The Craft of the Cocktail
are more than the sum of their parts. A choice of drink
is culturally and even more important in certain circles,
sub culturally defining. For instance, ordering a Cosmo
a year or so after it was de rigueur will definitely out
you as lagging a bit behind as far as the hipoiserie goes.
Then, of course, there are signatures drinks that don't
change with the fashion. When in doubt or the selection
is sparse a good aged scotch, served neat, will fit the
bill. L.A. fashionistas these days are apt to go for the
simple Vodka Tonic, preferably with Grey Goose or Belvedere
or maybe a Vodka Gimlet. A Mojito is also perfectly acceptable,
provided there are fresh mint leaves at hand. A newcomer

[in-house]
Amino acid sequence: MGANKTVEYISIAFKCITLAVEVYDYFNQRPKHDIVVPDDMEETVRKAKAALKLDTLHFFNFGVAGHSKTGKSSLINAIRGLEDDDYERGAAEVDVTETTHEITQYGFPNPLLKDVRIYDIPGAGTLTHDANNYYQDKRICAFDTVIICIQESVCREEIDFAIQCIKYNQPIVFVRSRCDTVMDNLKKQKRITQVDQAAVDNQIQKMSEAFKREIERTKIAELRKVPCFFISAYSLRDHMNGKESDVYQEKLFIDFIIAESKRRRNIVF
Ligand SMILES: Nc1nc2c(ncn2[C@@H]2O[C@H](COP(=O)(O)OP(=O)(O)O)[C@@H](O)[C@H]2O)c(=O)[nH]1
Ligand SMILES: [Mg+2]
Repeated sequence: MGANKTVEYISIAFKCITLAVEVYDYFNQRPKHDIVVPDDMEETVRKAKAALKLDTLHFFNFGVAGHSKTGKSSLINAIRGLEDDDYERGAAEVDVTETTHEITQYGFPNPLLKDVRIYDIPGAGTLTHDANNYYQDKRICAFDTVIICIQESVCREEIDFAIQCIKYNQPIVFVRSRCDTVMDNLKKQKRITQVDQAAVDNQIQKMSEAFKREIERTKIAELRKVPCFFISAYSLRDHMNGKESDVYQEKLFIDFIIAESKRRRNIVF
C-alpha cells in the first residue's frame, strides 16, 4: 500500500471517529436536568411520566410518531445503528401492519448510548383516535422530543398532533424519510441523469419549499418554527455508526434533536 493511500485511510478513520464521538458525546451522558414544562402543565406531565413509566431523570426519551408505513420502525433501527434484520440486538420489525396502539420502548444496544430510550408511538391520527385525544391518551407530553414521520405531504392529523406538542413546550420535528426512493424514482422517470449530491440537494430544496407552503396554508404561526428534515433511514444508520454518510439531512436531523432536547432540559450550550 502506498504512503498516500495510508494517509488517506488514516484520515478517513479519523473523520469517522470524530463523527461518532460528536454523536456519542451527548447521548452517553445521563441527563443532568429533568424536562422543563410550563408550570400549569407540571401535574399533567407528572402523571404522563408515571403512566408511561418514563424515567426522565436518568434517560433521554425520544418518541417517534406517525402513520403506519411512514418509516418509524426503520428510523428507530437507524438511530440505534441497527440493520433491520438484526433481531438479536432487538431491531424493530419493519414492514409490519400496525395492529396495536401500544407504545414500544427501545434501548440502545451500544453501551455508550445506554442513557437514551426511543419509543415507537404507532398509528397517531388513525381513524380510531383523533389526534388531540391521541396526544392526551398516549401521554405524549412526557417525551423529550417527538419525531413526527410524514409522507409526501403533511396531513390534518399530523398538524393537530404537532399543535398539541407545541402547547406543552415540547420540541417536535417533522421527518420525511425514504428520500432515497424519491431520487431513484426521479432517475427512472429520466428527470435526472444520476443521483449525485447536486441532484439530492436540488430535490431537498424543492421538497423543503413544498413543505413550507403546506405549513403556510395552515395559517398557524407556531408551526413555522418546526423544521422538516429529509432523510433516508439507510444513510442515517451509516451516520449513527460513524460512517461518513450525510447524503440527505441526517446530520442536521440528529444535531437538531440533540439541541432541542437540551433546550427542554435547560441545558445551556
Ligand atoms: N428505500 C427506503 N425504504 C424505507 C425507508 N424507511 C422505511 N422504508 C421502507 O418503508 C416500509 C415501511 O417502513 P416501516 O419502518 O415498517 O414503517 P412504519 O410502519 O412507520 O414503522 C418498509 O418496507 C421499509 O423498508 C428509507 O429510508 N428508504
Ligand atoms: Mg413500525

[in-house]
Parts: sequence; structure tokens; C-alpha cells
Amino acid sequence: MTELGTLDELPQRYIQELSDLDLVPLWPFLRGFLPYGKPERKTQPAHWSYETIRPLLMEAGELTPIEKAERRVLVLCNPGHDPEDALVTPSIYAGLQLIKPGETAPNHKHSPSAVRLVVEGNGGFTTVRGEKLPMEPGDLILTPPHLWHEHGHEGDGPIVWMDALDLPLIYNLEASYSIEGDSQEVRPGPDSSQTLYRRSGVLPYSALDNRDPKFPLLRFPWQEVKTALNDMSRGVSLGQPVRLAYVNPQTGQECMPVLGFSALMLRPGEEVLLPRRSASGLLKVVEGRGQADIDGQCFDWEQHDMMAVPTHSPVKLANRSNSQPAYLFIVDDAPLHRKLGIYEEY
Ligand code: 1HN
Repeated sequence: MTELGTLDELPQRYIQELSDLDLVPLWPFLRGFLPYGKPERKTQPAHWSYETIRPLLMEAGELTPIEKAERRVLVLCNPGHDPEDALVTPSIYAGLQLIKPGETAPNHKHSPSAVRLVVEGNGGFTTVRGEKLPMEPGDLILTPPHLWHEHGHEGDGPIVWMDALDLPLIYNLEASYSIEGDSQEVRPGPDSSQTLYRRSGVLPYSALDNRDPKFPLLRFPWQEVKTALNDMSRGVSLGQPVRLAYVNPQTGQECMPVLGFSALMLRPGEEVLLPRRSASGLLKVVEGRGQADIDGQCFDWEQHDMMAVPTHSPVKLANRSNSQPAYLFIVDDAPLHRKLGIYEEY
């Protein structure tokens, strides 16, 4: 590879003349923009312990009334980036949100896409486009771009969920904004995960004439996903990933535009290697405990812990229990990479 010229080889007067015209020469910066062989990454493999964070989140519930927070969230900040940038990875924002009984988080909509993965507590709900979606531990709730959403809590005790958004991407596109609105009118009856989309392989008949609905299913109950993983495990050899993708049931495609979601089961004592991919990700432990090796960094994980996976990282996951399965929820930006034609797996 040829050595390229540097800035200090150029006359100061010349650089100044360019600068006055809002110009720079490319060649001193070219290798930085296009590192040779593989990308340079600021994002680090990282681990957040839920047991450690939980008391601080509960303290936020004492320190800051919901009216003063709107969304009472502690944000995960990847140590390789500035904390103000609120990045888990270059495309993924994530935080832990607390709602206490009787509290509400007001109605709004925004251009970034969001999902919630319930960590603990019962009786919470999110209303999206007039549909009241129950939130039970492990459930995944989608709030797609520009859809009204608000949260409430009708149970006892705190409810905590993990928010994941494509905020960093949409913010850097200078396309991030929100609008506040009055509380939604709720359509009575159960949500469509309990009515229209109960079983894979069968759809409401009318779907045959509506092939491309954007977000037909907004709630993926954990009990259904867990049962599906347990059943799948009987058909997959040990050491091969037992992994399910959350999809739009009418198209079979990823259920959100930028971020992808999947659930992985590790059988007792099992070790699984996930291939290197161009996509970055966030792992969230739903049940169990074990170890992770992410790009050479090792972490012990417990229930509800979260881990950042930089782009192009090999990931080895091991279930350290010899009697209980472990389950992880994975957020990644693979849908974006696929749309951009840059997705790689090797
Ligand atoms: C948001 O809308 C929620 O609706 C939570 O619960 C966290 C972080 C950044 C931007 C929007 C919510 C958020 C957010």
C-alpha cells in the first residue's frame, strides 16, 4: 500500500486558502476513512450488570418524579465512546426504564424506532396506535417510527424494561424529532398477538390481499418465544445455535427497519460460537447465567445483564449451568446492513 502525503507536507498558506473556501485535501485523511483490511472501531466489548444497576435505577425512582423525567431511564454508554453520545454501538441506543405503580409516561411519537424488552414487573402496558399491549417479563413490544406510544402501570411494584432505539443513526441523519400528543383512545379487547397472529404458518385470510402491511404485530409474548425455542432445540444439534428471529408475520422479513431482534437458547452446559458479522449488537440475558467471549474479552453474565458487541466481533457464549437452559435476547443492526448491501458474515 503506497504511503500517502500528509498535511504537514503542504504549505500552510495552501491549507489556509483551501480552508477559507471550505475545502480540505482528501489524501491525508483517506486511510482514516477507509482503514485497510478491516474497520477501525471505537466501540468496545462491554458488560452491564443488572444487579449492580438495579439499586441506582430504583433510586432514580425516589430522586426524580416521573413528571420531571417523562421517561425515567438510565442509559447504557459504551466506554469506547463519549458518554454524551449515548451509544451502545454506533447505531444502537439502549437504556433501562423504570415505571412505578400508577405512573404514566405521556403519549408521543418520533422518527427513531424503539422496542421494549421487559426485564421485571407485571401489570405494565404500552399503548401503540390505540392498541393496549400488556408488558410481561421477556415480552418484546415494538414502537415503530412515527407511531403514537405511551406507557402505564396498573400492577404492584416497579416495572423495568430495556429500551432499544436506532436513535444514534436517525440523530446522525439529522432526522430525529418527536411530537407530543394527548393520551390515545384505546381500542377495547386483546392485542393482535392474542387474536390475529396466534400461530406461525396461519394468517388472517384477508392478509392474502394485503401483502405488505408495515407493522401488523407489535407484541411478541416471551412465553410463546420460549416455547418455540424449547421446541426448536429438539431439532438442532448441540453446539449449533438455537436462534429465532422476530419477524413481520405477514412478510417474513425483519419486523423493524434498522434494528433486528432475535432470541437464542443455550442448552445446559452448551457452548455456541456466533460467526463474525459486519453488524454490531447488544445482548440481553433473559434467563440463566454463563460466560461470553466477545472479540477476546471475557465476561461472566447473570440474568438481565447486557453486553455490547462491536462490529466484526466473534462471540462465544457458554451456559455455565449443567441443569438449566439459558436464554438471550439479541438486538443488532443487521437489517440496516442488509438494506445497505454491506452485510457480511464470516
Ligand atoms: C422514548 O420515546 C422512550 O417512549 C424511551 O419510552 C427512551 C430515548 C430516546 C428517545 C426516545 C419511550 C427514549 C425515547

on the scene is the Beautiful, which people think is very
"now," but Dale DeGroff, "the Billy Graham
of the holy spirits" would probably scoff at the idea.
should really order whatever suits their taste or mood of
the moment, regardless of space, time, social circle and
fashion. There are, however, a few important factors to
take into consideration. Key techniques should be followed
and classics should be mixed to the T. Case in point: a
Gimlet with fresh lime juice is really no longer a gimlet
but becomes a Rickey.
premier mixologist, former master mind at New York City's
Rainbow Room and consultant for top restaurants, has compiled
a great handbook with The
Craft of the Cocktail. Beyond just listing recipes
and ingredients, this mixer bible contains "the full
party, conversation and all," rich stories, vintage
recipes, fast facts and entertaining bits. He writes: "The
cocktail is a metaphor for the American people: it is a
composite beverage, and we are a composite people,"
Anybody interested in the art of the cocktail will find
this book utterly useful and delighting.